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HMRC internal manual

Appeals reviews and tribunals guidance

First-tier and Upper Tribunals: preparing for the tribunal: preparation of statement of case

General

The statement of case should clearly identify the matters in dispute to be decided by the tribunal. This could include the interpretation of a legal provision or case law, or a question of fact. It should also set out any other issues, such as disputed jurisdiction, late appeals or payment of tax/postponement.

The purpose of the statement of case is also to tell the customer what HMRC’s case is. So it needs to be comprehensive as the customer will rely on it to prepare their case for the tribunal, including the list of documents, see ARTG8390. If it is not, HMRC may be depriving the customer of a fair opportunity to assemble evidence in support of their appeal.

The statement of case should cover the following:

  • Matter under appeal

The statement of case should clearly set out the matter in dispute, for example assessment, closure notice, Revenue Amendment, penalty notice. It should indicate whether the matter is solely one of principle, or whether the tribunal is to determine both the principle and the amount involved. It should also be made clear whether the matter is mainly one of fact or law or a mixture of both.

The statement of case should identify the appellant. Generally this is not in doubt, but in some cases it may be necessary to make this clear, for example where workers/employees are involved, or where more than one customer has the right of appeal. In such cases the statement of case should identify who appealed and who did not.

  • Legislation and case law

The legislation and, if appropriate, case law should be set out. Where the tribunal’s caseworker decides it is necessary to refer to case law, they should explain why it is relevant to this dispute. Extracts from reported cases should be annotated with the case reference, including where the extract may be found within the judgement.

  • Case history

The statement of case should include an outline of the case in chronological order, showing how it reached the current position. This should show if, for example, there has been a review, extensive negotiations, or whether some issue(s) have already been resolved. It is not necessary for this to be a detailed chronology of everything that has taken place in this case, but the statement of case should include sufficient detail to give an indication of what has happened in the lead up to the tribunal.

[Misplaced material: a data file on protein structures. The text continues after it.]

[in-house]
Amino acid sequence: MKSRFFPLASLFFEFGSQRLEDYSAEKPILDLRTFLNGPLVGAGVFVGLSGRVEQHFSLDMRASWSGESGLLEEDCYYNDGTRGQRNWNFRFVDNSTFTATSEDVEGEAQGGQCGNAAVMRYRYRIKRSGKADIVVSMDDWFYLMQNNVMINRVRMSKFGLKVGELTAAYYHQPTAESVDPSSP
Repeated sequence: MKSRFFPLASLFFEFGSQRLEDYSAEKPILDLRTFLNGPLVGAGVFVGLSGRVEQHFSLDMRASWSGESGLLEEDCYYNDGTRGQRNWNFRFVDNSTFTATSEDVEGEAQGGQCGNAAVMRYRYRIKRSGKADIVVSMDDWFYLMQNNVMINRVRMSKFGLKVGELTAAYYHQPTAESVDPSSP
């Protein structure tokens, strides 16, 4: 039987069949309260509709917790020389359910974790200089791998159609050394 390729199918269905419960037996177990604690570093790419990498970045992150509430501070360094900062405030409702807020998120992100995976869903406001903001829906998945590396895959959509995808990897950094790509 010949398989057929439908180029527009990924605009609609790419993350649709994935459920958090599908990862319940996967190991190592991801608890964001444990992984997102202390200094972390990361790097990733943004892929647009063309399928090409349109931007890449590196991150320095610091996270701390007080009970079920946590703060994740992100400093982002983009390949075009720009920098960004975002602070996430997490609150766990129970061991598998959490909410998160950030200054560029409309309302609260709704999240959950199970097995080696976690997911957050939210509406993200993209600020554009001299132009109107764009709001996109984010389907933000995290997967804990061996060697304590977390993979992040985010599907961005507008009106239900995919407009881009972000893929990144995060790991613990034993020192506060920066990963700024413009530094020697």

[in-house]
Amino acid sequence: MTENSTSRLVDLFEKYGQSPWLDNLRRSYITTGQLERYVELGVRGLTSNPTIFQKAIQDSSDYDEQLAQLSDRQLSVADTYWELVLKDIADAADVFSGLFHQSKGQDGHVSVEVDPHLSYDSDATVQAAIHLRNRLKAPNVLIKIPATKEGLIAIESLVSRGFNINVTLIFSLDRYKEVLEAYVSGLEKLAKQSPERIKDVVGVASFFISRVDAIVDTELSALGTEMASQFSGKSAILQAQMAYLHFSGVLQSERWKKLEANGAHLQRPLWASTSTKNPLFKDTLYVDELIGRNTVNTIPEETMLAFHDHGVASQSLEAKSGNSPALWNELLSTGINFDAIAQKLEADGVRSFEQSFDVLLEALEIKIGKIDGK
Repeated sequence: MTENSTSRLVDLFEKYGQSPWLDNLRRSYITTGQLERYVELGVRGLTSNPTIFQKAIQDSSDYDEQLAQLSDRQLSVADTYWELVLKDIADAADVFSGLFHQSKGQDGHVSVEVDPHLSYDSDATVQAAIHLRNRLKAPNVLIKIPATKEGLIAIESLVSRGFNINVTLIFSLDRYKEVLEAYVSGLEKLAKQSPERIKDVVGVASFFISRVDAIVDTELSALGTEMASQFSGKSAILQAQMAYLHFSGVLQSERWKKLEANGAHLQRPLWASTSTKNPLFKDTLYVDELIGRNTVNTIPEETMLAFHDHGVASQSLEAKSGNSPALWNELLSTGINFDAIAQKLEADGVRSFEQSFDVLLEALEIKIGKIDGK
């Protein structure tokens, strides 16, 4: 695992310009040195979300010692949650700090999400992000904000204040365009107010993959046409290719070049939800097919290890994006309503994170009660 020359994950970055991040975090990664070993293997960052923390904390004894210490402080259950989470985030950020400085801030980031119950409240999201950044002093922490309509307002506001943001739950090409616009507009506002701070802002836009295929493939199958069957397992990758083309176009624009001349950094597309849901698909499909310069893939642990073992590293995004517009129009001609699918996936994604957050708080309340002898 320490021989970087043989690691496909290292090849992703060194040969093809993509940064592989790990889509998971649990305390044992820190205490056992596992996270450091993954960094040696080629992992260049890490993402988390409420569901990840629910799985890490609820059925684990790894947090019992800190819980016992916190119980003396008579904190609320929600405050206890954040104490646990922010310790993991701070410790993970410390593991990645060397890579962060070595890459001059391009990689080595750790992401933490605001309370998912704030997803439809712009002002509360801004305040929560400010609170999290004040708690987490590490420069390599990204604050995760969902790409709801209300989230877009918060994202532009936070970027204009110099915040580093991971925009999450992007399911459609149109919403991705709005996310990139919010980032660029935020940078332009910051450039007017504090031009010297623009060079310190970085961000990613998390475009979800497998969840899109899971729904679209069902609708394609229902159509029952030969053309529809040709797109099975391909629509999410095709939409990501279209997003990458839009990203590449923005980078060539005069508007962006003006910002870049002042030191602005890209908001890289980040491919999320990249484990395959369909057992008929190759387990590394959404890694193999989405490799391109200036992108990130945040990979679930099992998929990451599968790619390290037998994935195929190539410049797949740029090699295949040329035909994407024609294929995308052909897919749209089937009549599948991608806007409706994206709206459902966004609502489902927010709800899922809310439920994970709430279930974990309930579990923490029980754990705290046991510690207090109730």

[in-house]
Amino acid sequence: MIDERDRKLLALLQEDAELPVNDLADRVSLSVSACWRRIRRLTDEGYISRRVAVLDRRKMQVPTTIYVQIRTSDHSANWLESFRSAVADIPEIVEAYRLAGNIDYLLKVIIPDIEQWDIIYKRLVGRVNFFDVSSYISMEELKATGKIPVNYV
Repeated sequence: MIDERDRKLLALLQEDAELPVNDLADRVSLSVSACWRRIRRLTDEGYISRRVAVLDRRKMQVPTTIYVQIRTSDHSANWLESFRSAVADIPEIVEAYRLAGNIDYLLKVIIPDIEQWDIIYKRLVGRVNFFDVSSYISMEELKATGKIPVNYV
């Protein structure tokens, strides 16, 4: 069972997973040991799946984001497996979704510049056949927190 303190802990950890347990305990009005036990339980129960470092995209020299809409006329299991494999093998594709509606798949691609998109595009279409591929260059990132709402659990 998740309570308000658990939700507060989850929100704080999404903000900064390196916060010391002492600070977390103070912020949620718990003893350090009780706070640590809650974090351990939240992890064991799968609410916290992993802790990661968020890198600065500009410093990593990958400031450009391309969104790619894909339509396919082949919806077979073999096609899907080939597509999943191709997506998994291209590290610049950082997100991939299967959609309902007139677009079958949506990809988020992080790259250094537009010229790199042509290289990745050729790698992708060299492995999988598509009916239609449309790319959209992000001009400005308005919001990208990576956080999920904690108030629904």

• Agreed facts

The statement of case should include a short statement of agreed facts and/or matters resolved, if any.

  • Disputed facts / evidence

Unless the point at issue relates solely to the interpretation of legislation and case law, the statement of case should indicate the extent or nature of the disputed facts or evidence. This may be a general reference, for example to ‘unexplained bank deposits’ rather than identifying each individual disputed entry if they are numerous.

  •  HMRC’s case

The statement of case should set out HMRC’s arguments, for example ‘HMRC maintain the tax is due because ….’ It should also refer to the customer’s arguments and explain why HMRC considers them to be wrong.

The statement of case should also say on which party HMRC believes the burden of proof rests, for example in the case of penalties the burden is on HMRC to prove that a penalty is due, while in assessments or return amendments the burden is on the customer to prove that the amount of assessed tax or profits is wrong.

  • Outcome

The statement of case should say what outcome we are seeking from the tribunal, for example ‘the appeal should be dismissed’. This is particularly important where HMRC’s original decision has been varied on review or in negotiations.

In some cases it may also be helpful to set out the implications of potential outcomes, for example whether there are other similar cases awaiting the tribunal’s decision on this appeal, or the impact on the appellant’s benefit entitlement in statutory payments cases.